Lebanon : The only Middle Eastern country that allows participation of the Syrian refugees in the labor market

 

In Lebanon, the Syrian refugees work specially in the construction and agriculture sectors. According to recent data, 55% of the male Syrians and 6% of the female Syrians in the working ages are employed in Lebanon. 

“2% of the employed Syrians in Lebanon don’t have a formal contract of employment, and 56% of them are employed on a seasonally, weekly or daily basis. The average monthly salary of Syrian refugees is about $290, which is 65% of the Lebanese minimum wage.

In certain sectors the salary of low skilled employees decreased in about 60% since the beginning of the Syrian crisis, mainly due to the fact that Syrians are willing to work longer hours for a smaller salary compared to their Lebanese counterparts”.

 

“Many of the refugees are being separated from the Jordanian labour market”

 

While Jordan have established refugees camps, more than 80% of refugees are living outside those camps. Among those that are outside the camps only 22% of the male Syrian refugees and less of 1% of the females Syrian refugees at the working age were employed in 2015

Despite the concerns of many Jordanians that Syrian refugees would compete with them on jobs in the construction and retail sectors, it turned out that competition is rather with other foreign employees these sectors. The Jordanian official reports show that the percentage of Egyptians being employed in the country has decreased by 20% from 2010 to 2013.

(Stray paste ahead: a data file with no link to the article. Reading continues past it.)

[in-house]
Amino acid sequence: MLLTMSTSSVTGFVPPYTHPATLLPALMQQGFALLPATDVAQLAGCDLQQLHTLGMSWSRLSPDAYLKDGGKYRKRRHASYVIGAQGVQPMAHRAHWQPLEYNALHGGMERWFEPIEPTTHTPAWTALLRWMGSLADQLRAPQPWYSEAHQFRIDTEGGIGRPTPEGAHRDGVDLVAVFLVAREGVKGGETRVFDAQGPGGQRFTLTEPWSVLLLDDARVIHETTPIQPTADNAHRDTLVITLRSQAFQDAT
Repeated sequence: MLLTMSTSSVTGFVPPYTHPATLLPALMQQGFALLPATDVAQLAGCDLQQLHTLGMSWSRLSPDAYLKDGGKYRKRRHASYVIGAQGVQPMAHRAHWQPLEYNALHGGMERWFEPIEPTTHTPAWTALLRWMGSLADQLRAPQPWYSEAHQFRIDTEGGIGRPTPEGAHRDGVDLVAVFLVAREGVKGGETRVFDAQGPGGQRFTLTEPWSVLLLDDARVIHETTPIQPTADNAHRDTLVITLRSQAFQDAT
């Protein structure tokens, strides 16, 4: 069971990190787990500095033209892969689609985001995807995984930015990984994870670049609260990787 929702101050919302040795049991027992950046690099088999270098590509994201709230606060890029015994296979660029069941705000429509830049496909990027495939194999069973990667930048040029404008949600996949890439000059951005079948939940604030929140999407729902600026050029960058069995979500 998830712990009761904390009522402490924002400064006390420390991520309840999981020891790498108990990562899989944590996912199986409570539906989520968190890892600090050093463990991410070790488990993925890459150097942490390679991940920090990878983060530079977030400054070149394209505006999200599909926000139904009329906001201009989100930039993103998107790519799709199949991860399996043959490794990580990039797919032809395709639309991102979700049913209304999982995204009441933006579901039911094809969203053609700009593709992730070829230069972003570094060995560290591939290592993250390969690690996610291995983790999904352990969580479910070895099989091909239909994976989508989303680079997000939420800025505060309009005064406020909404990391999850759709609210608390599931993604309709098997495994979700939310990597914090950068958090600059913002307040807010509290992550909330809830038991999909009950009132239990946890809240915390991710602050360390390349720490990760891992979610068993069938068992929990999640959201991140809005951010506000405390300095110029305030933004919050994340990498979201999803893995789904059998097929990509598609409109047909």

It is to note that due to the strict and limiting policy implemented in Jordan, most Syrians that reside in the camps are not allowed to leave them legally without being deported back to Syria. This means many of the refugees are being separated from the Jordanian labor market”

 

“Syrian refugees are not numerous enough in the other countries to affect domestic wages”

 

In conclusion, the researchers have established that while Syrian refugees might have affected the average wages in some specific regions, their impact on raising national unemployment rate is not conclusive. 

Given this, four main policy recommendations can be drawn from the analysis :

  • recommend strengthening the existing trend of removing refugee-specific barriers to acess the host countries labour market
  • In addition, in countries with high minimum wage, temporary exceptions should be permitted in order to promote the employment of refugees.
  • Another important recommendation is to provide temporary migration opportunities in line with the labor market needs and address shortage of workers in some occupations, such as agriculture. A further investigation is needed based on each country’s needs.
  • Their last policy recommendation is to offer targeted temporary work opportunities and programs, as some European countries are already doing, both to local population that might be affected by the integration of refugees, and to the refugees themselves”.

Source : FEMISE RESEARCH PAPERS (FEM43-07)